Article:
By the Firelight is about books, writing & short stories, with a focus on international literature and Spanish language literature in particular. My goal is not only to comment on books I read and relevant literary links I find on the net, but to use my ability to speak Spanish to find articles and books that are not available in English and try to give a flavor of what has not made it into English yet (if it ever does).

Soy un escritor y bloger que vive en Seattle en el noroeste de los Estados Unidos. Con el blog trato de hacer reseñas y comentarios de literatura de cualquiera parte del mundo, pero con un enfoque en la de los Estados Unidos, el mundo del español y el del árabe. Con respecto al español, mi intención es promocionar escritores y noticias sobre la escritura española que no están disponibles en ingles.

In case you were wondering, this book was not written by me, but another Seattlite.

This isn't my book
This isn’t my book

20 thoughts on “About

  1. can you help me to find english translations of poetry by mario benedetti? thankyou.

  2. There isn’t a lot of Benedetti in English, esspecially poems, but you can find two at Amazon:
    Little Stones at My Window: Selected Poems of Mario Benedetti
    Only in the Meantime & Office Poems

  3. hi! i like your blog.
    i’m in translation studies at umass amherst, and i’m hoping to write a paper about how English-reading public’s/academia’s idea of the Latin American “canon” has been crafted and simplified through translation, specifically by which authors have been chosen to be translated and which have not. i found the volpi lecture through your blog, and it has a lot to say on the subject in a general sense.
    i’m wondering if you have a better grasp than i do of current latin american authors – i think i want to focus my paper on a set of three “representative” authors from one country – one who has been heavily translated, one who has some penetration in the english-speaking market, and one with little to no recognition in english speaking circles.
    as i’m somewhat familar with chile and chilean lit, i was thinking of focusing there. would you mind emailing so i could ask you a couple of questions?

  4. Hey there! I really like reading your blog a lot. I’ve added many a good book (especially Latin American authors!) to my ever expanding to-read list thanks to your posts. I’m trying to get into the whole “lit-blogging” thing to but definitely still have a long way to go… Anyway, just wanted to say keep up the good work! I’m based in Portland which is not that far from Seattle–but hey, rainy grey days are conducive to reading, right? 🙂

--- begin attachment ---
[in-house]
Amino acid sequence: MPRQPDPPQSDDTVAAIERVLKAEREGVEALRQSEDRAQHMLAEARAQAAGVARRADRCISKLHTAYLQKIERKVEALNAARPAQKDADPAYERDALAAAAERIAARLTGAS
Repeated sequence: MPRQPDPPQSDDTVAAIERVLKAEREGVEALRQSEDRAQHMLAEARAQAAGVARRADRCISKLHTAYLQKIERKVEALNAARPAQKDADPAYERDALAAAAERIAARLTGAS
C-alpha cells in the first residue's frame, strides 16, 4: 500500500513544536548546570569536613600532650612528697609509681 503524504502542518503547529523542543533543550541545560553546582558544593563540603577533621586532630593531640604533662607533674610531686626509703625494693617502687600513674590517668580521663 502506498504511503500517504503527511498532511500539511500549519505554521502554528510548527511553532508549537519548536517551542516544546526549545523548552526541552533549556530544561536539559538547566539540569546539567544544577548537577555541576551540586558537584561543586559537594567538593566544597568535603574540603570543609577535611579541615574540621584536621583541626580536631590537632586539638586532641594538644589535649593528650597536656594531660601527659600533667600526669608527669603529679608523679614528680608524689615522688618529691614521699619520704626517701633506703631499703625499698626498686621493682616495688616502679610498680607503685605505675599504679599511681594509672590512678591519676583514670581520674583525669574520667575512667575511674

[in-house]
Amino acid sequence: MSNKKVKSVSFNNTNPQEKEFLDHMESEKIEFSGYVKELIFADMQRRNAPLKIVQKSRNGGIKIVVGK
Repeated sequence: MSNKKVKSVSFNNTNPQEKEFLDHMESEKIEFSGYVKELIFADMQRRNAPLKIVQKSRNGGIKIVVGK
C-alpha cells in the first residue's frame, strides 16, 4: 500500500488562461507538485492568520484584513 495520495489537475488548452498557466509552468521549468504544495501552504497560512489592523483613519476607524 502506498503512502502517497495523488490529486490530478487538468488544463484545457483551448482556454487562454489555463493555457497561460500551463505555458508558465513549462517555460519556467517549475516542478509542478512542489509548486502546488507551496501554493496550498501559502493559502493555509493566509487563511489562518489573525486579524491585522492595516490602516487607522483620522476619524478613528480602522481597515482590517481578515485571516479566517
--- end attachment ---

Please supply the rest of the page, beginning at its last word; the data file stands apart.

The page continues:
5. Thanks for the comment. I checked out your site, too, and your posts are quite impressive. I’d say you have the whole lit bloging thing down. Gray is right, but at least you’ve got Powells.

  6. Hello there,

    Como podria hacerle llegar mi libro de cuentos y de animales Jerigonza para que lo lea y vea si quiere comentarlo?
    Kyra en Ginebra

  7. Hola Kyra,
    Gracias para su interés. Busqué información sobre su libro y leí que es para jóvenes. Aunque reconozco que libros para los jóvenes son importante yo no los leo y no puedo ser un buen juez de libros para jóvenes. Desafortunadamente no hay suficiente tiempo para leer cada genero. Entonces, lo siento, pero tengo que decir que no puedo leer su libro.

    Gracias para su interés.
    Un saludo,

  8. Hi Paul,

    we have never met up, but I’ve been following your readings, reviews and news for quite a long time now. I must confess I’m impressed by the amount and quality of the critical work developed here. It’s not usual at all such a generosity in building bridges between English and Spanish language cultures. I wish there were a bit more cases like this to spread that dialogue. So thanks a lot for that. And for other’s day review as well. Very best regards,

    Andrés N.

  9. Que bueno encontrar blogs como el tuyo.
    Me gustaria compartir contigo mi libro titulado Un Regalo Secreto
    Esta disponible en
    Es un libro electronico y es en español.

    La historia es sobre una niña llamada Catalina que recién se muda a un pequeño pueblo en donde vive una extraña mujer. La enigmática mujer es marginada por todos en el pueblo excepto por Catalina. Entre ambas nace una fuerte amistad que cambiará la percepción de todos los habitantes de aquel pueblo. Una noche la niña recibe un peculiar regalo de la excéntrica mujer que la ayudará a no solo a descubrir el secreto de su propósito en la vida sino que también revelará su destino.